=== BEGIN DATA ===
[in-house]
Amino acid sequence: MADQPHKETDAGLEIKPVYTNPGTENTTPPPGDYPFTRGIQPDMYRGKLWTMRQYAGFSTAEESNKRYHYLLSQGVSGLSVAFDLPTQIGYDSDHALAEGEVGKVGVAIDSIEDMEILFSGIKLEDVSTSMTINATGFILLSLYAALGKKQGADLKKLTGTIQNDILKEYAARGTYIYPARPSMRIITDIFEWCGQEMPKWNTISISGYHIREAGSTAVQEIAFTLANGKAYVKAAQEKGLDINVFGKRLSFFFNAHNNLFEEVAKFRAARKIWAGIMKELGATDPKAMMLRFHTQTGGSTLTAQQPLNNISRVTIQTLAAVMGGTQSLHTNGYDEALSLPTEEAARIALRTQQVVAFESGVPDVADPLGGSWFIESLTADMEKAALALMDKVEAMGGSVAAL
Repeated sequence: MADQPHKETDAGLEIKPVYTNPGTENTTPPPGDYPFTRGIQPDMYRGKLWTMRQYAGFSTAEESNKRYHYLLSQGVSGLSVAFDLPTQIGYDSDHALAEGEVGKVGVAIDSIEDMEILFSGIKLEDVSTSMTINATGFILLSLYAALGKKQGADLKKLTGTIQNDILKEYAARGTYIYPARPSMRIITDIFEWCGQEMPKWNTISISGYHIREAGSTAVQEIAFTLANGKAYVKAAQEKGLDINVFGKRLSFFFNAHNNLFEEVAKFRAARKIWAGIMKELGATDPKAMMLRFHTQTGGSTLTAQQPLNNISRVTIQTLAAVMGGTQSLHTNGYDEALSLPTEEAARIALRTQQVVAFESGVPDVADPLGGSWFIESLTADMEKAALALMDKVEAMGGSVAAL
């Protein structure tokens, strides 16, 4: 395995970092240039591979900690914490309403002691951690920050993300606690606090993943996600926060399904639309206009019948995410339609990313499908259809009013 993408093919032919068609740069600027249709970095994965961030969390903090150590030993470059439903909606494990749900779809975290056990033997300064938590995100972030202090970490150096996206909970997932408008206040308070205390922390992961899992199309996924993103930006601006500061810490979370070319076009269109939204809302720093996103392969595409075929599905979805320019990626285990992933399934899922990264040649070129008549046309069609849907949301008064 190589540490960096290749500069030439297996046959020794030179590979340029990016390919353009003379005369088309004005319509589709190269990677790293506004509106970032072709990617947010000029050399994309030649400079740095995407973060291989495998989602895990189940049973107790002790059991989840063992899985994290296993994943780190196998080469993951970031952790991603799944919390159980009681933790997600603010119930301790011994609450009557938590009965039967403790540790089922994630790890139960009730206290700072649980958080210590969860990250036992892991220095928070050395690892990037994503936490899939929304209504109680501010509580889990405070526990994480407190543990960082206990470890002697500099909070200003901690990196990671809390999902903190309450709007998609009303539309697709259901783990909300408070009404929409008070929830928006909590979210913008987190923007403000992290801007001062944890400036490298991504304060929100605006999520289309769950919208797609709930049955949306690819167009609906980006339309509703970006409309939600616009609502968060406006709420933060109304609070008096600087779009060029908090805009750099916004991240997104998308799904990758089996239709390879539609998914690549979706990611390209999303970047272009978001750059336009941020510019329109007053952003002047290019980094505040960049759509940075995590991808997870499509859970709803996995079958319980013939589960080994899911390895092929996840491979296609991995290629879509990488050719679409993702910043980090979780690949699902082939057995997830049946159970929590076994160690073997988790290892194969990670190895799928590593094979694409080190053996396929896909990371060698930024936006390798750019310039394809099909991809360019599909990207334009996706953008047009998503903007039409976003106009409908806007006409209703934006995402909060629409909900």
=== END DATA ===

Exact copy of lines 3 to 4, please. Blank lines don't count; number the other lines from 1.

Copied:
Repeated sequence: MADQPHKETDAGLEIKPVYTNPGTENTTPPPGDYPFTRGIQPDMYRGKLWTMRQYAGFSTAEESNKRYHYLLSQGVSGLSVAFDLPTQIGYDSDHALAEGEVGKVGVAIDSIEDMEILFSGIKLEDVSTSMTINATGFILLSLYAALGKKQGADLKKLTGTIQNDILKEYAARGTYIYPARPSMRIITDIFEWCGQEMPKWNTISISGYHIREAGSTAVQEIAFTLANGKAYVKAAQEKGLDINVFGKRLSFFFNAHNNLFEEVAKFRAARKIWAGIMKELGATDPKAMMLRFHTQTGGSTLTAQQPLNNISRVTIQTLAAVMGGTQSLHTNGYDEALSLPTEEAARIALRTQQVVAFESGVPDVADPLGGSWFIESLTADMEKAALALMDKVEAMGGSVAAL
């Protein structure tokens, strides 16, 4: 395995970092240039591979900690914490309403002691951690920050993300606690606090993943996600926060399904639309206009019948995410339609990313499908259809009013 993408093919032919068609740069600027249709970095994965961030969390903090150590030993470059439903909606494990749900779809975290056990033997300064938590995100972030202090970490150096996206909970997932408008206040308070205390922390992961899992199309996924993103930006601006500061810490979370070319076009269109939204809302720093996103392969595409075929599905979805320019990626285990992933399934899922990264040649070129008549046309069609849907949301008064 190589540490960096290749500069030439297996046959020794030179590979340029990016390919353009003379005369088309004005319509589709190269990677790293506004509106970032072709990617947010000029050399994309030649400079740095995407973060291989495998989602895990189940049973107790002790059991989840063992899985994290296993994943780190196998080469993951970031952790991603799944919390159980009681933790997600603010119930301790011994609450009557938590009965039967403790540790089922994630790890139960009730206290700072649980958080210590969860990250036992892991220095928070050395690892990037994503936490899939929304209504109680501010509580889990405070526990994480407190543990960082206990470890002697500099909070200003901690990196990671809390999902903190309450709007998609009303539309697709259901783990909300408070009404929409008070929830928006909590979210913008987190923007403000992290801007001062944890400036490298991504304060929100605006999520289309769950919208797609709930049955949306690819167009609906980006339309509703970006409309939600616009609502968060406006709420933060109304609070008096600087779009060029908090805009750099916004991240997104998308799904990758089996239709390879539609998914690549979706990611390209999303970047272009978001750059336009941020510019329109007053952003002047290019980094505040960049759509940075995590991808997870499509859970709803996995079958319980013939589960080994899911390895092929996840491979296609991995290629879509990488050719679409993702910043980090979780690949699902082939057995997830049946159970929590076994160690073997988790290892194969990670190895799928590593094979694409080190053996396929896909990371060698930024936006390798750019310039394809099909991809360019599909990207334009996706953008047009998503903007039409976003106009409908806007006409209703934006995402909060629409909900």